Extreme interpreting

From skiing down mountains to riding bicycles, interpreters ‘sign’ it all

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A. Sue Weisler

Angela Hauser interprets for the Aeolian Choir during RIT’s Martin Luther King Day celebration.

Whether they are rock climbing in the Red Barn, scuba diving in a pool or playing a friendly game of dodge ball, deaf students on campus are often accompanied by a sign-language interpreter.

Interpreters don’t only work in classrooms. They facilitate communication in student-organization meetings, with visiting speakers, sports and recreation activities, religious services, workshops and commencement addresses. More than 130 full-time sign-language interpreters are found throughout RIT.

“Wherever you would find a deaf student—and you now find them anywhere—you’ll probably find an interpreter,” says Meredith Ray, an interpreter who also coordinates many of the assignments. “We have talented deaf students finding themselves in every arena on campus.”

During a noontime class in kickboxing, RIT/NTID student Jonathan Petermon, a third-year engineering student from Illinois, jumps, stretches, kicks and punches with more than two-dozen hearing students. Interpreter Morgan Tucker stands in front of the gym in the Student Life Center and interprets what the kickboxing instructor is doing and saying.

“KICK, two, three four, PUNCH, two, three four,” Tucker signs the rhythm as Petermon throws jabs and kicks in sync with the rest of the class. When the students stretch, she often joins along, putting her fingertips on the floor by her toes without bending her knees.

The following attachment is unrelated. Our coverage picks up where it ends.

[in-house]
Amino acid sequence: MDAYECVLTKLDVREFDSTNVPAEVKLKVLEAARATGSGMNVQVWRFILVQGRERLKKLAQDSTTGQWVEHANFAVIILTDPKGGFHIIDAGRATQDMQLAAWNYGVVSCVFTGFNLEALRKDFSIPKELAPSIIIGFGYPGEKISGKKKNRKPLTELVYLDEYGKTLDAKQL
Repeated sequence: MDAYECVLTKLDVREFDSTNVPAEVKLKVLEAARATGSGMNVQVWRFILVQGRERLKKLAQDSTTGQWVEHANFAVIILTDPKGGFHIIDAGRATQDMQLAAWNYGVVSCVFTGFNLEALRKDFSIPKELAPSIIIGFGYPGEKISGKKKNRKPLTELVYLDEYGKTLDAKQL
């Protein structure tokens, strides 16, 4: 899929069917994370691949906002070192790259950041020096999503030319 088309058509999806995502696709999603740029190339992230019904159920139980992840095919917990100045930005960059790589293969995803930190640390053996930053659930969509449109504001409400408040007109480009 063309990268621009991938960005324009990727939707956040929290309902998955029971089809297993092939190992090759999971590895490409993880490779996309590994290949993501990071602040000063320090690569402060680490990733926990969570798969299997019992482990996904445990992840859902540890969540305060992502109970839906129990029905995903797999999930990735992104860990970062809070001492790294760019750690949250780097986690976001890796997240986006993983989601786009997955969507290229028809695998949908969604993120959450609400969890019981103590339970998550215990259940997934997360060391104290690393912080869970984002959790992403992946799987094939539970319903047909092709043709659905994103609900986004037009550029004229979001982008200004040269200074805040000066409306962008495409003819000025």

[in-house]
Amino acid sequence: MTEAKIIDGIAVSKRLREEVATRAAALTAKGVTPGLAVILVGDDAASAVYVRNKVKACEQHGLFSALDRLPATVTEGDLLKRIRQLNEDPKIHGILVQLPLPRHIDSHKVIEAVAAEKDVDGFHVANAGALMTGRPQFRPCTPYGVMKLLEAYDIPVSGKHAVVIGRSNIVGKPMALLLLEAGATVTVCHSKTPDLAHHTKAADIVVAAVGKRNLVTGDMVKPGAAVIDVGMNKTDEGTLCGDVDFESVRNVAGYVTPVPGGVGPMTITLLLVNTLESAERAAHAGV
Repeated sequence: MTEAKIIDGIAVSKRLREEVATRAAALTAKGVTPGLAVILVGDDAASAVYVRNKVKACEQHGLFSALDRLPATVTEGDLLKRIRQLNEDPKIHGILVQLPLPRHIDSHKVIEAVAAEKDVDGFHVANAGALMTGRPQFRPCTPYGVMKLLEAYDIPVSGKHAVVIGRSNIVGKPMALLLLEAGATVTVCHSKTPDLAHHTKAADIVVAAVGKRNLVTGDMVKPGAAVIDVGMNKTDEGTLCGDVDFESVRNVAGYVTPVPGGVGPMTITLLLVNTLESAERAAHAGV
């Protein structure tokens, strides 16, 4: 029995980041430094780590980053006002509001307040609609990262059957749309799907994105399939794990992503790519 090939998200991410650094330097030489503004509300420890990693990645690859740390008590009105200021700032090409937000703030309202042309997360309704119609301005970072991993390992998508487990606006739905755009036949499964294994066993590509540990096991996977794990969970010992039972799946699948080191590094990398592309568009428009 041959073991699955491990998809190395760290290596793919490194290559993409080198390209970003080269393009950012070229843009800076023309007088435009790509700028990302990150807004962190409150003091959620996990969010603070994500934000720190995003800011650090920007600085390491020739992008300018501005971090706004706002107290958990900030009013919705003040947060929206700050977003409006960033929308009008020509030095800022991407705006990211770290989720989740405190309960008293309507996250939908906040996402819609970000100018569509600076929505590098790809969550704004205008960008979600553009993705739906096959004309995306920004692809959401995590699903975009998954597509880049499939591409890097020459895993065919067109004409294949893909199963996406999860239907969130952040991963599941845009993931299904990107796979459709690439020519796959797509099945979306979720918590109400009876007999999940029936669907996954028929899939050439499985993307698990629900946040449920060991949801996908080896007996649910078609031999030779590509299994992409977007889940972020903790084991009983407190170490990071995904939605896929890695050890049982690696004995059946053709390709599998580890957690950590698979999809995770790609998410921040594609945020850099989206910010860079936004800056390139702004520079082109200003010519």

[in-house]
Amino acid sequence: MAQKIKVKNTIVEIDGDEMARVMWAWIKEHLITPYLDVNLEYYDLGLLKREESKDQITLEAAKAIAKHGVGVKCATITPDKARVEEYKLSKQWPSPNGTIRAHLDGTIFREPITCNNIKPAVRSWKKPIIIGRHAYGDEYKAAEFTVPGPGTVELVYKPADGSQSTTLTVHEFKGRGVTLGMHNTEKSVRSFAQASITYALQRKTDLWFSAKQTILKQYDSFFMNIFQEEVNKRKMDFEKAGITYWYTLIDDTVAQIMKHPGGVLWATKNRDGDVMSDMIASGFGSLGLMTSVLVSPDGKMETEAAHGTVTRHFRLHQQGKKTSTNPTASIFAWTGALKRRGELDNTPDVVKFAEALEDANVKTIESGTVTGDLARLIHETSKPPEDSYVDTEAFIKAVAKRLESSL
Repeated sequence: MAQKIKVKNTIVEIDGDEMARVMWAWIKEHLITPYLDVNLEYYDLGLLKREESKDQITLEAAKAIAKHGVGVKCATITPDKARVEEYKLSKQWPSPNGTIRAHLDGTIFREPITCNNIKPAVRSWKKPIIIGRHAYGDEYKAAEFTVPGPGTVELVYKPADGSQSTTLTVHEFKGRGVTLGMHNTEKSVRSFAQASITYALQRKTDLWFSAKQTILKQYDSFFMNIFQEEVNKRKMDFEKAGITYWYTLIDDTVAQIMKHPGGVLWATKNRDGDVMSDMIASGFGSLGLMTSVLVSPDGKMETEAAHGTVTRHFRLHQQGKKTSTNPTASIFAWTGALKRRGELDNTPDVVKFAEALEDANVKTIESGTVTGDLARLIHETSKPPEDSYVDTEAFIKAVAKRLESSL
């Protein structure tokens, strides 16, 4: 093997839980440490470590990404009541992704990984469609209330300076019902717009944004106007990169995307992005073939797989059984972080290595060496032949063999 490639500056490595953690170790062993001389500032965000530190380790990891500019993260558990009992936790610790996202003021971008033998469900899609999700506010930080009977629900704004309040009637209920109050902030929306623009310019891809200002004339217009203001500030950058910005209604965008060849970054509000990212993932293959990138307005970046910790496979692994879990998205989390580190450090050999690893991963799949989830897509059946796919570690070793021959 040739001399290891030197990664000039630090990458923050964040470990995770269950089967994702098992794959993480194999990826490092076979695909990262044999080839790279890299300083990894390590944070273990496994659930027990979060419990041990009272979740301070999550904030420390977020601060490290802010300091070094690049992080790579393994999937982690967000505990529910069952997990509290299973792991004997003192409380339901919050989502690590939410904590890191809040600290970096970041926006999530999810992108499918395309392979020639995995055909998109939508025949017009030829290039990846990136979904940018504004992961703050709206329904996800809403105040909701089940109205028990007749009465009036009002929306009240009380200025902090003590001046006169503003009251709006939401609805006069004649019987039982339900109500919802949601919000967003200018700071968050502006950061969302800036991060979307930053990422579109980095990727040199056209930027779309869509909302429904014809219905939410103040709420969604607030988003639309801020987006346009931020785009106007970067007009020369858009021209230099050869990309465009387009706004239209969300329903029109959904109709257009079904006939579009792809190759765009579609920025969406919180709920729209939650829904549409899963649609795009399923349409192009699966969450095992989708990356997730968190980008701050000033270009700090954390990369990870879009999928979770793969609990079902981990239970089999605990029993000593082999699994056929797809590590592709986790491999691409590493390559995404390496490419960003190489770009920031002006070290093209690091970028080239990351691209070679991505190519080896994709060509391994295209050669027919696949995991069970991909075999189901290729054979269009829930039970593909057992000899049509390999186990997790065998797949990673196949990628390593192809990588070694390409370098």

“The interpreter is here to tell me what everyone is saying,” Petermon says. Without one, he says he might not even take the class.

In classrooms at RIT, interpreters often are grouped in subspecialties—technology, science and math, or engineering. Others are generalists and others specialize in one or two subjects. And there are two academic teams, focusing on interpreting needs for deaf faculty and staff, and another team for student activities.

Some interpreters, like Erika Vazquez, most often work in classrooms. But she’s accompanied students to a nanotechnology conference in Mexico and participated in class trips to the Galapagos Islands and Point Pelee National Park in Canada.

And interpreters are always on stage when entertainers such as Al Pacino or dignitaries such as President Bill Clinton come to speak.

But not all assignments are as fun. Jim Orr recalls one of his most memorable assignments was a field trip to a sewage plant near Rochester. Students were taken to progressively foul-smelling collection sites. “At the very end—at the worst smelling site—they had to walk over the waste on this wooden plank,” he says. “I had to walk backwards on this board while I was interpreting. And they gave everyone masks because the smell was so bad. But I couldn’t wear one because they had to read my lips.”

Many interpreters are also needed to work with the more than 20 deaf or hard-of-hearing students who play varsity sports at RIT. They travel to practices and games, interpreting instructions and game plans. Some interpreters have had to use bicycles to keep up with members of the track team. At Bristol Mountain, south of Rochester, more than 70 deaf and hard-of-hearing students are enrolled in ski or snowboarding lessons, so interpreters are out there on the slopes each week alongside the instructors.

“It’s a mountain full of madness,” Ray says.

Steve Nelson, director of access services, says demand for interpreters rose 20 percent last fall to more than 4,000 hours per week. Yet more than 99 percent of requests for interpreters were met.

“Rochester is known as a unique community, with a high per capita of deaf people. And we’re also unique in the concentration of qualified interpreters,” he says. Many of them had their training through NTID’s American Sign Language and interpreting education department, the oldest and largest interpreter-training program in the country.

Student clubs also rely on interpreters for sky diving lessons, all-night dance marathons and blood drives.

“Nothing surprises me anymore,” says Jennifer Horack, an interpreter who also coordinates interpreting jobs. “As we have more diverse people doing more diverse things, that only increases the variety of things we have covered.”